NASA Office of Logic Design

NASA Office of Logic Design

A scientific study of the problems of digital engineering for space flight systems,
with a view to their practical solution.

NASA SP-504: Space Shuttle Avionics System

Section 4  System Mechanization/Operation

System Management/Instrumentation

The Orbiter avionics system, using the onboard access provided to spacecraft data gathered by the instrumentation subsystem, is capable of performing many of the spacecraft monitoring and control functions heretofore performed only by ground support teams. In this section, this process is described together with the other functions and support operations which have accumulated under system management. Also included because of similarity is the caution and warning implementation.


Figure 4-32 is an overview of the instrumentation system showing the interrelation of the major components. Control of the system is vested in the PCM master units, only one of which is active at a given time. These units act as the bus controllers for a network of dedicated MDM's configured for acquisition of spacecraft data either directly or through signal conditioners. The PCMMU's also acquire data from the GPC's on dedicated buses and have provisions for a data bus input from the payload area. Data from these sources are interleaved,formatted, commutated, and configured for transmission to the ground at a rate of either 128 kbps or 64 kbps. Telemetry formats tailored for each mission phase or mode are stored in mass memory and loaded into the PCMMU's by way of the GPC's. The capability is provided in the PCMMU for a GPC performing the system management function to read a selected set of the data gathered by the instrumentation network. These data are used in the onboard system assessment and the caution and warning (C&W) functions described next.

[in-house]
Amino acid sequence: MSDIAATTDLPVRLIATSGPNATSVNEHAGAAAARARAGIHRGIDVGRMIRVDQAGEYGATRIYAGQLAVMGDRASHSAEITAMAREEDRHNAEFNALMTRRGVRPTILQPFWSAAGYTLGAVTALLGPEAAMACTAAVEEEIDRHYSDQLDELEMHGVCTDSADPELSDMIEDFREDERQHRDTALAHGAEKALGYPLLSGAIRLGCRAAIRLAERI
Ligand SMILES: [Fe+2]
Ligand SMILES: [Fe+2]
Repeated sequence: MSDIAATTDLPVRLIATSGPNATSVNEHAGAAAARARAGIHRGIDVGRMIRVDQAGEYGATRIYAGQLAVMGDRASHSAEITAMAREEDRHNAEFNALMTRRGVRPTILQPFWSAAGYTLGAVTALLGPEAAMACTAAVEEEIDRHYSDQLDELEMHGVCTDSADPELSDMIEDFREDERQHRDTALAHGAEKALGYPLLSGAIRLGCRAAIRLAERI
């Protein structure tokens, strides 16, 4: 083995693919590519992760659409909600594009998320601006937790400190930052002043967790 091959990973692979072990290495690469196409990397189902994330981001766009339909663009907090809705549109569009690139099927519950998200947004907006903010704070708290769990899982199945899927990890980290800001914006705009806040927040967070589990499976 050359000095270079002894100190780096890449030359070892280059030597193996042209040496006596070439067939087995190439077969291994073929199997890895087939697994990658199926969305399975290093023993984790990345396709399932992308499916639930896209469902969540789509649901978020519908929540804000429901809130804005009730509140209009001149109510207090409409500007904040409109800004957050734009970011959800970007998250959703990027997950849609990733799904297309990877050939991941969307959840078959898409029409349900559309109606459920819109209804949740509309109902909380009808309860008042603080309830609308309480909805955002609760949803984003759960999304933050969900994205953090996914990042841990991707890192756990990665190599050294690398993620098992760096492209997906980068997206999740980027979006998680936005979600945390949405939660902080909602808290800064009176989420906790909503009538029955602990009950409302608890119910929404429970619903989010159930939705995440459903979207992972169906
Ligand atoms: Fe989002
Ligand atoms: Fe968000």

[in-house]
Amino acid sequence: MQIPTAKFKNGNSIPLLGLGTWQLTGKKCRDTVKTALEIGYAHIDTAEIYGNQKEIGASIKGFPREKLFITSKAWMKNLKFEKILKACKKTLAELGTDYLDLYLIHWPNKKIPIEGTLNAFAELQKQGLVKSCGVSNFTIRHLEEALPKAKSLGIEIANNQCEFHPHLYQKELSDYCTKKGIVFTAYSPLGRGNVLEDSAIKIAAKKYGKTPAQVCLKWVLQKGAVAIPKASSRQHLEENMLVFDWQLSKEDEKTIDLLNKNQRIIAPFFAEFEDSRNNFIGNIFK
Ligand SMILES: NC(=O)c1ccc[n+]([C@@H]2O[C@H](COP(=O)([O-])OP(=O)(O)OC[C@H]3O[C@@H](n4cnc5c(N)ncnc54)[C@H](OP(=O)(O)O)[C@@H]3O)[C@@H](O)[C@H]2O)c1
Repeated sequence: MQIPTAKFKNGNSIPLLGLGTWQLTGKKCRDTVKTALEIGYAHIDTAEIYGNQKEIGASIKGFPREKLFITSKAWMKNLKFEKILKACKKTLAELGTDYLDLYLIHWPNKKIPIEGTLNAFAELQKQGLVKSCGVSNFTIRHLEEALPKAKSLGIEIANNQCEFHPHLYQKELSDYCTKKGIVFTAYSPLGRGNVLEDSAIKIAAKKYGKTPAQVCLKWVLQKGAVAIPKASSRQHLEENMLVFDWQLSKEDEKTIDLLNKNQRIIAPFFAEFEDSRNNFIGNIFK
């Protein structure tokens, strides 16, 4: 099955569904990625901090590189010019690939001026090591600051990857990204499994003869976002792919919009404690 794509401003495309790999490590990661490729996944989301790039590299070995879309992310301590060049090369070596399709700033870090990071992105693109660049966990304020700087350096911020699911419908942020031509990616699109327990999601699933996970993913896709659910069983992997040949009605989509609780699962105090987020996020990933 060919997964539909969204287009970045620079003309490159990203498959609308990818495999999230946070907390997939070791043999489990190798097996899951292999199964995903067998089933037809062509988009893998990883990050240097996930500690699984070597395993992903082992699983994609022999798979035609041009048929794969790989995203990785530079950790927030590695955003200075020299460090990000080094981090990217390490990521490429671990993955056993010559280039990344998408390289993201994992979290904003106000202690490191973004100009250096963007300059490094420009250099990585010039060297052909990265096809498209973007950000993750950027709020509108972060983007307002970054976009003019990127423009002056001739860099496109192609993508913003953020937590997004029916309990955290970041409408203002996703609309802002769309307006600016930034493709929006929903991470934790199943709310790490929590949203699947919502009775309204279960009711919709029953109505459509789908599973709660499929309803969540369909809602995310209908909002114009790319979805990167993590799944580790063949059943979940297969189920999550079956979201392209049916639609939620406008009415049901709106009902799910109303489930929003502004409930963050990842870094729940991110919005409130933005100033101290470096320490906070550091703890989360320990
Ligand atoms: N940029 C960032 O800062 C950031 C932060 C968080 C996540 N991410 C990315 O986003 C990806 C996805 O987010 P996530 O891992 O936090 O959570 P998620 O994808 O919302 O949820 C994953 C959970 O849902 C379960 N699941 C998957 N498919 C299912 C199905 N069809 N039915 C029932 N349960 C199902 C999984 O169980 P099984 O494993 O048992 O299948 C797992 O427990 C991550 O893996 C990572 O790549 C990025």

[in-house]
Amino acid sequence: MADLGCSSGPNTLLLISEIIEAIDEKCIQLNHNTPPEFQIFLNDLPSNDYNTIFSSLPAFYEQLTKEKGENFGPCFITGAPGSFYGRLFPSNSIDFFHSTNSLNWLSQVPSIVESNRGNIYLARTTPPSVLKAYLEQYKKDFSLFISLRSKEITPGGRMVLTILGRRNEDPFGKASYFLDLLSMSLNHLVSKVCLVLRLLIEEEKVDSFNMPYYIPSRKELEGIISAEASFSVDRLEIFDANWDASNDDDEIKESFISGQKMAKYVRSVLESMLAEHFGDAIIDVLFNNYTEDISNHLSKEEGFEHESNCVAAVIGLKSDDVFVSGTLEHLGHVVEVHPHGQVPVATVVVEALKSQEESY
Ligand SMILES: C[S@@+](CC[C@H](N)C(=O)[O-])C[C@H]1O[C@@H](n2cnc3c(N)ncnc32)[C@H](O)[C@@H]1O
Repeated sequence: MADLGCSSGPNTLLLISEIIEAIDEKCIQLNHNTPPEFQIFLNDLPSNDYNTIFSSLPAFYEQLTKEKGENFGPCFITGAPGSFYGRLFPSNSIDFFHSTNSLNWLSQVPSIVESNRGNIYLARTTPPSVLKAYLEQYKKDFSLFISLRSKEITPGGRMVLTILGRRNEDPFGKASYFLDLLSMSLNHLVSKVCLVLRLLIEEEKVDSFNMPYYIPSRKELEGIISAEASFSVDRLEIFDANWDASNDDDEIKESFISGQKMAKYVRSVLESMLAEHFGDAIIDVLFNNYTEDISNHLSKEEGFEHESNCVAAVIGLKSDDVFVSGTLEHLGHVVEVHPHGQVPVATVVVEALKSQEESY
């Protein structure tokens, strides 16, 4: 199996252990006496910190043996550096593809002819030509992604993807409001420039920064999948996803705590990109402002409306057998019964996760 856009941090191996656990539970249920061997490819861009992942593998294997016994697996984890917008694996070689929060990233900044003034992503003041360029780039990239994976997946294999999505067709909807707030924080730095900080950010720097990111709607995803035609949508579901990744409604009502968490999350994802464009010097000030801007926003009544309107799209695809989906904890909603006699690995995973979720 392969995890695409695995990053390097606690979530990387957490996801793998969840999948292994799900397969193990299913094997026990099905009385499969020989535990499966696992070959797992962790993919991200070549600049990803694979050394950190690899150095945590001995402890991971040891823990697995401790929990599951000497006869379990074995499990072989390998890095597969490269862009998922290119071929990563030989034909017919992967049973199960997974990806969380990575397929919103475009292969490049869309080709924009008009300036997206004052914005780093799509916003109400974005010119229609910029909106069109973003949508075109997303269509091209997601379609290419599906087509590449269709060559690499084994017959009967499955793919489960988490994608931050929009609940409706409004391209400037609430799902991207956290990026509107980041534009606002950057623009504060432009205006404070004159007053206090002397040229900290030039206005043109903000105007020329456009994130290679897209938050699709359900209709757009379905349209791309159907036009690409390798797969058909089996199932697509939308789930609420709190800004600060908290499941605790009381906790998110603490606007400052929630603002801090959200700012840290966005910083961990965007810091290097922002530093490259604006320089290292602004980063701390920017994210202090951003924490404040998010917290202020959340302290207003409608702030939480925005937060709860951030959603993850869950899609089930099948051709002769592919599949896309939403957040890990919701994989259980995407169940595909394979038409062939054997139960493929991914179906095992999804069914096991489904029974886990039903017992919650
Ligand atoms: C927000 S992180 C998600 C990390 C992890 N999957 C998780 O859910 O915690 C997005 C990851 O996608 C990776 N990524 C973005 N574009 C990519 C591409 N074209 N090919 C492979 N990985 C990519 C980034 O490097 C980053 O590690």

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Figure 4-32. - Instrumentation system.

System Management

The system management function has grown during the design process to include much more than the vehicle and subsystem assessment services originally envisioned. A subset of the SM functions is provided by the BFS computer during ascent and entry; however, most are performed on orbit under the SM major function by whichever computer is loaded with the SM OPS. Figure 4-33 shows the data buses and interfacing components used. Because most of the services requested by the payload community to date have required interfaces and capabilities similar to those included in the SM function, they have been mechanized under SM rather than under the payload major function (PL) as originally intended. Payload support functions included are mentioned here but described in more detail in the Payload Support Operations section. The major SM functions and capabilities incorporated include the following.

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Figure 4-33. - System management configuration.

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